3. Summary – This section allows you to stand out. Again, key terms are important here. This is your personal mission section, your specialties and accomplishments. Don’t be shy. What are you all about?
    1. Note that people differ on whether this section should be in 1st person or 3rd person, as in “I am a ‘Social Media Impressionist’ on behalf of others,” or “Camille is a….” I prefer 1st person, because I want to talk directly to whoever visits my profile. I want you to know you are speaking to me, not someone else. But, some people prefer to handle this section differently.
  4. Custom URL – You are the only “you” out there. LinkedIn allows you to customize your profile’s URL so that it matches your name, but you have to select this option. It doesn’t happen by default. From the “Edit Profile” screen, and just under your photo, you’ll see a URL with an “Edit” option to the right. Click on that option to customize your LinkedIn profile URL, and Save your choice and “be you” with this easy edit!
  5. Customize Web Links – Want to get your blog or your business website more into the forefront of people’s minds? Who doesn’t! Instead of using the standard “Website” label in that field, choose “Other,” enter the name of your business or blog in the name field, and then the URL in that field. Viola! Instead of the word “Website” being hyperlinked to your site, your business or blog name now appears here. Branding, baby, branding!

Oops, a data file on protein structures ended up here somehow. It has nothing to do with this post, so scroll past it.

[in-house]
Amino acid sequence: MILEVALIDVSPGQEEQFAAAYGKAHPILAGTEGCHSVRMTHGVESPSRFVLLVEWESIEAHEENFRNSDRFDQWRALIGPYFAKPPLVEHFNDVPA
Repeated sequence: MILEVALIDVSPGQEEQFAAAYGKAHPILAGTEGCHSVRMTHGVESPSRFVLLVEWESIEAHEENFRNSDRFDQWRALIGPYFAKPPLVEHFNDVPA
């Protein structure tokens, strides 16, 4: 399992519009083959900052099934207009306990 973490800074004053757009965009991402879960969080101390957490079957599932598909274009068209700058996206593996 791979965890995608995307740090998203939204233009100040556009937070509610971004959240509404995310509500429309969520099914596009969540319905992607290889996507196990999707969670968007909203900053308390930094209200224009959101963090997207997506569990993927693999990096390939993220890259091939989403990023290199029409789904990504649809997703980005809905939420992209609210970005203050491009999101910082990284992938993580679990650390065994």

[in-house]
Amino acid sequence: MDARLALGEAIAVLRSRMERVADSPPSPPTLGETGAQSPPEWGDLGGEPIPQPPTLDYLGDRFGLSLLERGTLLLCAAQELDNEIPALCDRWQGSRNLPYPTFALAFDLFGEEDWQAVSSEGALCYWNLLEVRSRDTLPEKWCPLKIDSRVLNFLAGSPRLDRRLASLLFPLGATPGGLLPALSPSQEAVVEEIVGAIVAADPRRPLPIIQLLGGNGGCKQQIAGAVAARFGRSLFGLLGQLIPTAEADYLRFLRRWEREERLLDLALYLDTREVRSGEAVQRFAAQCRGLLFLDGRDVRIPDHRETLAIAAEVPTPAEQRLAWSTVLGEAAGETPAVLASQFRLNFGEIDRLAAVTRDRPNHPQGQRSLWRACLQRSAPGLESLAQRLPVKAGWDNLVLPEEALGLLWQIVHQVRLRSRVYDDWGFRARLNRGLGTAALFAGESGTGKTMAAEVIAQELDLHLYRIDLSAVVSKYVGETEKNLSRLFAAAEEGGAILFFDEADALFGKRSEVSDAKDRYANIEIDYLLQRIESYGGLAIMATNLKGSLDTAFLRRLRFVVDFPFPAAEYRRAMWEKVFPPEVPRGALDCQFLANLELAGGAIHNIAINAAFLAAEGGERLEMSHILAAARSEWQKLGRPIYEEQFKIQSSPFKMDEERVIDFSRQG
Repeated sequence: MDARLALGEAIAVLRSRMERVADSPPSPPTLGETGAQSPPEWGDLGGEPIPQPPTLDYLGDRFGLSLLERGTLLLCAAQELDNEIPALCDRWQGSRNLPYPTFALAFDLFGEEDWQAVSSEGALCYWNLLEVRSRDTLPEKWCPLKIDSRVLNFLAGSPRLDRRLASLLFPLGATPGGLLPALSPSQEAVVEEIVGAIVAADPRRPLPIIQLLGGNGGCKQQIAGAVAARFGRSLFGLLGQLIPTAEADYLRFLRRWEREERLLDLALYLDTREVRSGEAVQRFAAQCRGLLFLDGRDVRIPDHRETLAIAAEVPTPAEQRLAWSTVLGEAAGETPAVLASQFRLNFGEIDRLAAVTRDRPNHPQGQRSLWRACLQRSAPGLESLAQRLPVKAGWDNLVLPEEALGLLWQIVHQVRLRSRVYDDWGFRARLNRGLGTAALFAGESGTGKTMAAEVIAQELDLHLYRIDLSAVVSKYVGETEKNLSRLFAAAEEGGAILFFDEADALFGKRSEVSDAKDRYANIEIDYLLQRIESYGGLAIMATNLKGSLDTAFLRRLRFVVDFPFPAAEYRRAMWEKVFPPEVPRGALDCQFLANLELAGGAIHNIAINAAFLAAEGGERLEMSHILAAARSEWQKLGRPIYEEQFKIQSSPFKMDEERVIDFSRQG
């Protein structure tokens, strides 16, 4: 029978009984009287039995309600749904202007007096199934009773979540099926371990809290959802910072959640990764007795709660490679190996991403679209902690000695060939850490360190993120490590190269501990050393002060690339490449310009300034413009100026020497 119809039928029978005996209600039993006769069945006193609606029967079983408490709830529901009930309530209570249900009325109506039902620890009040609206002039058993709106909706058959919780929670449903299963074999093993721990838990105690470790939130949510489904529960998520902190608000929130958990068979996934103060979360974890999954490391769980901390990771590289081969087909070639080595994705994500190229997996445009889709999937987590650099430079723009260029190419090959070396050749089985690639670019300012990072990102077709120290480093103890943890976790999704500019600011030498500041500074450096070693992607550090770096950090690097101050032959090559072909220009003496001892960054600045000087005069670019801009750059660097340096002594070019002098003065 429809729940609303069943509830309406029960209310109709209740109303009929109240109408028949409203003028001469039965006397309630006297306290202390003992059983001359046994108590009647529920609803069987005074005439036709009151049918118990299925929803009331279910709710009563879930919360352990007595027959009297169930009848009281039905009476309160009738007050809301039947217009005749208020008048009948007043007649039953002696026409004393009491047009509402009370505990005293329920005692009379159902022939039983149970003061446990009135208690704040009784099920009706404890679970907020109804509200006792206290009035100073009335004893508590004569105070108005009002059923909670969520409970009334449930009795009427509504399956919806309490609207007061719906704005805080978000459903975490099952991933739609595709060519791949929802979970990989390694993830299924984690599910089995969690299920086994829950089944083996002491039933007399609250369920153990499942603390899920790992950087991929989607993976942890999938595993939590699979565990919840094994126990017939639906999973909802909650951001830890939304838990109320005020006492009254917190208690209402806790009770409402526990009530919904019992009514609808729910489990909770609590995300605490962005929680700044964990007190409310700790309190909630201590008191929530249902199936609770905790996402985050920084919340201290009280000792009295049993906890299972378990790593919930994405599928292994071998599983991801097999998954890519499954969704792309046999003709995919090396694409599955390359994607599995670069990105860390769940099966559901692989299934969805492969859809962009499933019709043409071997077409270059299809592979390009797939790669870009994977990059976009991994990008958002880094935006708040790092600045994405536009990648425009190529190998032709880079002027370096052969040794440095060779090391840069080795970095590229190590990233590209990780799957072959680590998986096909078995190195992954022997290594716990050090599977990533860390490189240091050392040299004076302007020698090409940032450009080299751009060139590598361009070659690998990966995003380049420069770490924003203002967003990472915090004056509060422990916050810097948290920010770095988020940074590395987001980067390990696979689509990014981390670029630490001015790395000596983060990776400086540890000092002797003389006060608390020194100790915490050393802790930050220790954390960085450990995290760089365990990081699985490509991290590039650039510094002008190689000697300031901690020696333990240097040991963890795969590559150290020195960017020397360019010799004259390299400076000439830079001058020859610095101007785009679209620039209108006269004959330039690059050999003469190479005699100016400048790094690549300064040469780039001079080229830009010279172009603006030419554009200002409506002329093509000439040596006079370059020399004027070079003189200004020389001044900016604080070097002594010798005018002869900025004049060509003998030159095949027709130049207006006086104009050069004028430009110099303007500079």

6. Experience – Like the Summary section described earlier, this is the place where your work experience gets to stand out. Critical: Use key terms here. You’ll be prompted by LinkedIn for the basic titles and dates of these current and past positions, and be sure to include honors or awards, too, but key terms matter here!
  7. Endorsements – We’ve talked about these in the past, but the acceptance of LinkedIn endorsements has changed. They’re not as good as getting Recommendations, but they are helpful in giving others a peer-reviewed idea of what you do well. So, get some. Ask people you have worked with, networked with, etc. to help build your endorsements.